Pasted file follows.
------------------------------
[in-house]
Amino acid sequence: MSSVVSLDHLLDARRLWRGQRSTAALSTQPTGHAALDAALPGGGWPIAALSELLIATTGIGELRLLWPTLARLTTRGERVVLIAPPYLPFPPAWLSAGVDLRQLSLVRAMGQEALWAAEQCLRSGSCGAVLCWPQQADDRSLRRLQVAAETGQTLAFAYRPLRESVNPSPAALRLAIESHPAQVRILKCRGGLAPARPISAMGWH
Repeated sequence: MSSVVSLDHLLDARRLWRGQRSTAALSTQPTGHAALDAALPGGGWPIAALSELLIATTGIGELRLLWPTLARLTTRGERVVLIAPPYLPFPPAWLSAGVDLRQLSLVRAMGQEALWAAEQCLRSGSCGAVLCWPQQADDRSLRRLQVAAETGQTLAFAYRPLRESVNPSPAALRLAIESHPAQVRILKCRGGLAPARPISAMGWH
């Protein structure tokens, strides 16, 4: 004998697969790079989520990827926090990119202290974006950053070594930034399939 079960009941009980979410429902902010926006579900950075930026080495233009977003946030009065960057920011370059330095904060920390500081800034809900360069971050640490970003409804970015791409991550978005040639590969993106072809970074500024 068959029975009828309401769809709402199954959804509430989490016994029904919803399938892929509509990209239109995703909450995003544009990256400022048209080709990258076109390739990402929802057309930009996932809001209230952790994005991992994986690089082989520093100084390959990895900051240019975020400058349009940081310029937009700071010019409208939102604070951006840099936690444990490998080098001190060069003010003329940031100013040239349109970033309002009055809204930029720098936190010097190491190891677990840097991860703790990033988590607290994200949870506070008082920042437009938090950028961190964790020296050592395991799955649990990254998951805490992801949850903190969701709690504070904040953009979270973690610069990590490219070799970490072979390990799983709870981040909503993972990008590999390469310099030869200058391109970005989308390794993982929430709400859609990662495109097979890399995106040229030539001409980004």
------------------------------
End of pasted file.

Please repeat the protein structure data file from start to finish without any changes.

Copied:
[in-house]
Amino acid sequence: MSSVVSLDHLLDARRLWRGQRSTAALSTQPTGHAALDAALPGGGWPIAALSELLIATTGIGELRLLWPTLARLTTRGERVVLIAPPYLPFPPAWLSAGVDLRQLSLVRAMGQEALWAAEQCLRSGSCGAVLCWPQQADDRSLRRLQVAAETGQTLAFAYRPLRESVNPSPAALRLAIESHPAQVRILKCRGGLAPARPISAMGWH
Repeated sequence: MSSVVSLDHLLDARRLWRGQRSTAALSTQPTGHAALDAALPGGGWPIAALSELLIATTGIGELRLLWPTLARLTTRGERVVLIAPPYLPFPPAWLSAGVDLRQLSLVRAMGQEALWAAEQCLRSGSCGAVLCWPQQADDRSLRRLQVAAETGQTLAFAYRPLRESVNPSPAALRLAIESHPAQVRILKCRGGLAPARPISAMGWH
């Protein structure tokens, strides 16, 4: 004998697969790079989520990827926090990119202290974006950053070594930034399939 079960009941009980979410429902902010926006579900950075930026080495233009977003946030009065960057920011370059330095904060920390500081800034809900360069971050640490970003409804970015791409991550978005040639590969993106072809970074500024 068959029975009828309401769809709402199954959804509430989490016994029904919803399938892929509509990209239109995703909450995003544009990256400022048209080709990258076109390739990402929802057309930009996932809001209230952790994005991992994986690089082989520093100084390959990895900051240019975020400058349009940081310029937009700071010019409208939102604070951006840099936690444990490998080098001190060069003010003329940031100013040239349109970033309002009055809204930029720098936190010097190491190891677990840097991860703790990033988590607290994200949870506070008082920042437009938090950028961190964790020296050592395991799955649990990254998951805490992801949850903190969701709690504070904040953009979270973690610069990590490219070799970490072979390990799983709870981040909503993972990008590999390469310099030869200058391109970005989308390794993982929430709400859609990662495109097979890399995106040229030539001409980004």